Movie Reviews That'll Put Yer Eye Out, Kid!
Don't Deliver Us From Evil
Published Friday, March 24, 2006 by Brian | E-mail this post
Don't Deliver Us From Evil (1970)
Someone once wrote: Cruelty in the young is like arthritis in the elderly - it's in their bones. I remember first reading this ridiculous generalization when I was a teenager and it made me so angry that I immediately set to picking on cripples and tripping old women whenever possible (activities I'm proud to admit I still engage in regularly, even if the arthritis creeping into my knees has slowed me down just a smidge). The controversial French film, Don't Deliver Us From Evil reminded me of this quote as it deals, in part, with the seductive power of human cruelty and the influence it can produce on young, impressionable minds. If this last bit sounds like you, take heed, for to continue reading this review will surely be at your own eternal detriment and damnation.
Anne and Lore are best buds at a convent for young girls. At night they enjoy hiding under the blankets with a flashlight and reading sordid stories with a nun sternly patrolling the row of beds nearby. Anne and Lore also like faking crude confessions because it's fun to flabbergast priests who are prone to turning pink. In addition to rectorial arousal, the carnal compatriots enjoy peering through keyholes at naughty nuns, and, as written in Anne's journal, have also renounced Christ and dedicated themselves to lives of dirty deeds - which means lots and lots of sinning for Satan!
Whatever Lore and Anne might get up to at the convent pales significantly when compared to what the young lassies do at home on the weekends. Whether it's taunting and teasing a simpleton with their naughty nubility, setting haystacks all aflame, or poisoning the gaping gardener's beloved birds, behind their innocent faces and flower-print dresses, what began as a blossoming friendship has deteriorated into a ghastly pact of cruelty and evil most vile.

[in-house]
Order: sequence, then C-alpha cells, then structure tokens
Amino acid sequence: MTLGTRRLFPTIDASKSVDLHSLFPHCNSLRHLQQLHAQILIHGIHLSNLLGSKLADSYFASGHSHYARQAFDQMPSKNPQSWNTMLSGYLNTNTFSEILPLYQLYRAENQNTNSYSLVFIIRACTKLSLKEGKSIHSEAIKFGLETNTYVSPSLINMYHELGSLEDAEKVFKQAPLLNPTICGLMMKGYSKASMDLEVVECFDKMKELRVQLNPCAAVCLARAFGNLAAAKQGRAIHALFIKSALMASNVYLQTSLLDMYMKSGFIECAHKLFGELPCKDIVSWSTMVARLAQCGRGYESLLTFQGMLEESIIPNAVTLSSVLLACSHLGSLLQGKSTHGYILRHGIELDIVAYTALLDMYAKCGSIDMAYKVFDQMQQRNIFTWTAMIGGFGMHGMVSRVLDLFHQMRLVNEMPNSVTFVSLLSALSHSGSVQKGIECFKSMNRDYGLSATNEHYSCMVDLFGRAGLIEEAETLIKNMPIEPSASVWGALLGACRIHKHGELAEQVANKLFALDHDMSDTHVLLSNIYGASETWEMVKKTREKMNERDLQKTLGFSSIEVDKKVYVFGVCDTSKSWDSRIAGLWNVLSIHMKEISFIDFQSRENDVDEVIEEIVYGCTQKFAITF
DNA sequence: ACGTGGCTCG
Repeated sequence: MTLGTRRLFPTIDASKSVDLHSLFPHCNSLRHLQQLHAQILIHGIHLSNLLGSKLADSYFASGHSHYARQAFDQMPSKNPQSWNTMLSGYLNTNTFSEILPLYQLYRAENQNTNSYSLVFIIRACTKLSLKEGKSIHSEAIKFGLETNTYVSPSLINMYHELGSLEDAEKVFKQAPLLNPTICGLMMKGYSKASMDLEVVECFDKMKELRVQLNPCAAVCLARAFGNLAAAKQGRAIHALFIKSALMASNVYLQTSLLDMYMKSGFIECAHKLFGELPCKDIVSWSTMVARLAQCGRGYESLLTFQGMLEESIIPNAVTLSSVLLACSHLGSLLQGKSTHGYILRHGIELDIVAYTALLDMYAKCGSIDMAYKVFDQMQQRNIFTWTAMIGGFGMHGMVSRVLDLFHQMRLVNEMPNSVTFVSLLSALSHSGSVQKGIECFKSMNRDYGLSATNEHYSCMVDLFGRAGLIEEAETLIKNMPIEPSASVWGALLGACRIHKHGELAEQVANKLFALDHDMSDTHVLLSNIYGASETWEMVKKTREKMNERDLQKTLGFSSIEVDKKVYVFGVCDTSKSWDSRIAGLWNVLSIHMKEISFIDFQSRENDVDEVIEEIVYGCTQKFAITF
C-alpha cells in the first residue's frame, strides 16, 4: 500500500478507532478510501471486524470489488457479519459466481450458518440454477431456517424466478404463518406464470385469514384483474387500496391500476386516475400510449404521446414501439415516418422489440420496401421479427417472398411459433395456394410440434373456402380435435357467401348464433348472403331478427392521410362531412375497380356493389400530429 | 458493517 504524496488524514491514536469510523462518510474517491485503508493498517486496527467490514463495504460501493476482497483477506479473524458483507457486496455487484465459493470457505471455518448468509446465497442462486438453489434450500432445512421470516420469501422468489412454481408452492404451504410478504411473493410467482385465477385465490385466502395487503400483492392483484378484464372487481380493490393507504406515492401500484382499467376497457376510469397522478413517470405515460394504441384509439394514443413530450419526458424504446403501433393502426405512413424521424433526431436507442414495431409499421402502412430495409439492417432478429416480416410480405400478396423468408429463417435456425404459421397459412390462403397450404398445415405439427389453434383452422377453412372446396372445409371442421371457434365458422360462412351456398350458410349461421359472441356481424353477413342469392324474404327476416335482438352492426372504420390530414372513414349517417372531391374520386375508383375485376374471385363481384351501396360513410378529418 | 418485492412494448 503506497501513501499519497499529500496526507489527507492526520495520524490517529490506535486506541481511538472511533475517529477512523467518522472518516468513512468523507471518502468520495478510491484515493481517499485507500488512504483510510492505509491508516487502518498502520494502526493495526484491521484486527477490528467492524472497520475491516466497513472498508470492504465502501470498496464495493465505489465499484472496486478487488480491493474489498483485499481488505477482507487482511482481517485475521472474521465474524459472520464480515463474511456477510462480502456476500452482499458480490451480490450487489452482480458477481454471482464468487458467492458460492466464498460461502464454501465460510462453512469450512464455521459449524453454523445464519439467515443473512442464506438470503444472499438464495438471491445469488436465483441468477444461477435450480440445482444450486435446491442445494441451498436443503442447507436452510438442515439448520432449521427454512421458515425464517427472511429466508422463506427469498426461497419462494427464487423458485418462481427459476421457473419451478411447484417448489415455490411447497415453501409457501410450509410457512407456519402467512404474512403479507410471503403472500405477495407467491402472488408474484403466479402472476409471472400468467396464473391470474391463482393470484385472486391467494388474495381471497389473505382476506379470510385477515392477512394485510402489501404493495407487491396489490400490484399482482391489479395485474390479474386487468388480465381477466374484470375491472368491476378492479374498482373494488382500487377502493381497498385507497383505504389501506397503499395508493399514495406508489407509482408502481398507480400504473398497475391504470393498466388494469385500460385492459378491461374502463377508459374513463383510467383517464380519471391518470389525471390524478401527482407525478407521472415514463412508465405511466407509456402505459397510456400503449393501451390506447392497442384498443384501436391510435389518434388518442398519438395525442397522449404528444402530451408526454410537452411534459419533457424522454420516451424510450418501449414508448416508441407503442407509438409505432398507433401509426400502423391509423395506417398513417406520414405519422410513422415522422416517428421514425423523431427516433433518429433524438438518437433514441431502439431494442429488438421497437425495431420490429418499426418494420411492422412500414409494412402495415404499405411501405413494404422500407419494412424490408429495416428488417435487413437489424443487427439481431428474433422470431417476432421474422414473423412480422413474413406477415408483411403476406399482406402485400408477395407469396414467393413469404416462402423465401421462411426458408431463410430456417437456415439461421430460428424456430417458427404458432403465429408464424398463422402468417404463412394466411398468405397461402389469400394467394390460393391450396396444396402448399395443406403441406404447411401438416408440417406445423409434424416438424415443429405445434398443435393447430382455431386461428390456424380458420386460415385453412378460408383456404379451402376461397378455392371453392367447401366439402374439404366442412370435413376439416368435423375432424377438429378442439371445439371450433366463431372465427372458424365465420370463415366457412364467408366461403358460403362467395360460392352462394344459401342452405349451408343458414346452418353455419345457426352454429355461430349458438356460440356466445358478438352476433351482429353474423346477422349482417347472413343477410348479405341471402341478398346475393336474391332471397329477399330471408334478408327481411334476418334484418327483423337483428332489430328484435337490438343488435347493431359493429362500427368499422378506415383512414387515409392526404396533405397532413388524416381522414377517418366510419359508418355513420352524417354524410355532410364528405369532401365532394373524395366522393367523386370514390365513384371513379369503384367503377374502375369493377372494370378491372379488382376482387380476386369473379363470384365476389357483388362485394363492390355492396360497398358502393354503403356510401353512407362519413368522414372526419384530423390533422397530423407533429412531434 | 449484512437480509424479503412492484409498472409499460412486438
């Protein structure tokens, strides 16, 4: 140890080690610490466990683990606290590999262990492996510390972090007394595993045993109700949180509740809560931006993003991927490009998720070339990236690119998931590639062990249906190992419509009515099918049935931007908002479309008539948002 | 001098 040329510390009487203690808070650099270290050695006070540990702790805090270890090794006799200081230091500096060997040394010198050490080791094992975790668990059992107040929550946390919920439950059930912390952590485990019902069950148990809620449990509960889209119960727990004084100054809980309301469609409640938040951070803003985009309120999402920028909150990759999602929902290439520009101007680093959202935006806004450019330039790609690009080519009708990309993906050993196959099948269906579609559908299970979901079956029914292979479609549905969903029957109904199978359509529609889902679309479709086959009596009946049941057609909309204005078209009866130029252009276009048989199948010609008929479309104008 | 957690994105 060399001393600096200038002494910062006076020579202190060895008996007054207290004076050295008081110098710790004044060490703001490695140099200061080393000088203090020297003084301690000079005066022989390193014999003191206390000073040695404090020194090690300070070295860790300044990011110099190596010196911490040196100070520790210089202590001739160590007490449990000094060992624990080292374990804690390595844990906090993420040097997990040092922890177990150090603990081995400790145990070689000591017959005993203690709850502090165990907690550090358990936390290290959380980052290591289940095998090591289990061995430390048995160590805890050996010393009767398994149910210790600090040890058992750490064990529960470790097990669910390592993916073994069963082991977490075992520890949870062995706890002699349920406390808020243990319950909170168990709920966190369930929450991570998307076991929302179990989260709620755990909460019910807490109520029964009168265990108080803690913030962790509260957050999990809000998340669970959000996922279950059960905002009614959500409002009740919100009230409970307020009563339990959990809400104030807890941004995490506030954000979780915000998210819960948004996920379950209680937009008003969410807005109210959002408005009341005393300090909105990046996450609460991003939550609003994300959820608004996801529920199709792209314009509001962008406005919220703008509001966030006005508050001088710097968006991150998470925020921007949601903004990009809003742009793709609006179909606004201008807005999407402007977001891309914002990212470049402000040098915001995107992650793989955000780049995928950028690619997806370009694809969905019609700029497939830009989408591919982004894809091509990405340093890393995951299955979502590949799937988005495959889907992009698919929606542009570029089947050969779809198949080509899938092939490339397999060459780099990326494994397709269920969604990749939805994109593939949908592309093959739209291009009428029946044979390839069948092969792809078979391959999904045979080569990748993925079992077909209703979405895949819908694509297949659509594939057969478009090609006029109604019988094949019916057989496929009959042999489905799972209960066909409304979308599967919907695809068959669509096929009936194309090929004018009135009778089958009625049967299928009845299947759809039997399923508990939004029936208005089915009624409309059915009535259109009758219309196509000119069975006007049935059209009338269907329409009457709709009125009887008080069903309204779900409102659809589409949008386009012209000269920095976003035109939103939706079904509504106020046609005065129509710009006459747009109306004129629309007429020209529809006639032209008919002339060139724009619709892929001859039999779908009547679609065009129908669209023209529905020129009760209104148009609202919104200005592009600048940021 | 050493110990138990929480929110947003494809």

Don't Deliver Us From Evil was inspired by the true story of Pauline Parker and Juliet Hulme, two teenage murderesses who shocked all of New Zealand in 1954 - a story which subsequently became known to modern movie audiences when Peter Jackson successfully adapted it into his 1994 film, Heavenly Creatures. Unlike Jackson's film however, any possible success that Don't Deliver Us From Evil may have enjoyed upon its initial release was not to be had. The film immediately ignited controversy, due in large part to its blasphemous depictions, and as was often the fate of such films , Don't Deliver Us From Evil was ultimately banned.
Even today it's easy to see why the movie might have created such a stir - especially with all the recent controversy over religions being depicted negatively in the media. More than being merely an exploitative film, the director of Don't Deliver Us From Evil, Joel Seria, derived much of his antipathy towards the Catholic church from negative personal experiences he had growing up. This repellency for the strictures that religion enforces, as well as its inherent contradictions, is felt strongly throughout Don't Deliver Us From Evil, and is the fuel for some of the film's blasphemously startling sequences and most memorable moments.
The rebellious and cruel nature of Anne and Lore, and the movie itself, make a strong impression and are a major part of what makes the viewing experience distinctively memorable. To an extent, these anarchistic aspects of Don't Deliver Us From Evil also verge into the realms of surrealism, but not necessarily in terms of any specific visual execution (except for perhaps the radical use of violence). Rather, there seems an almost ideological kinship - a revolt against false reality and the supressive, moralistic constructs which shape and structure much of our existence.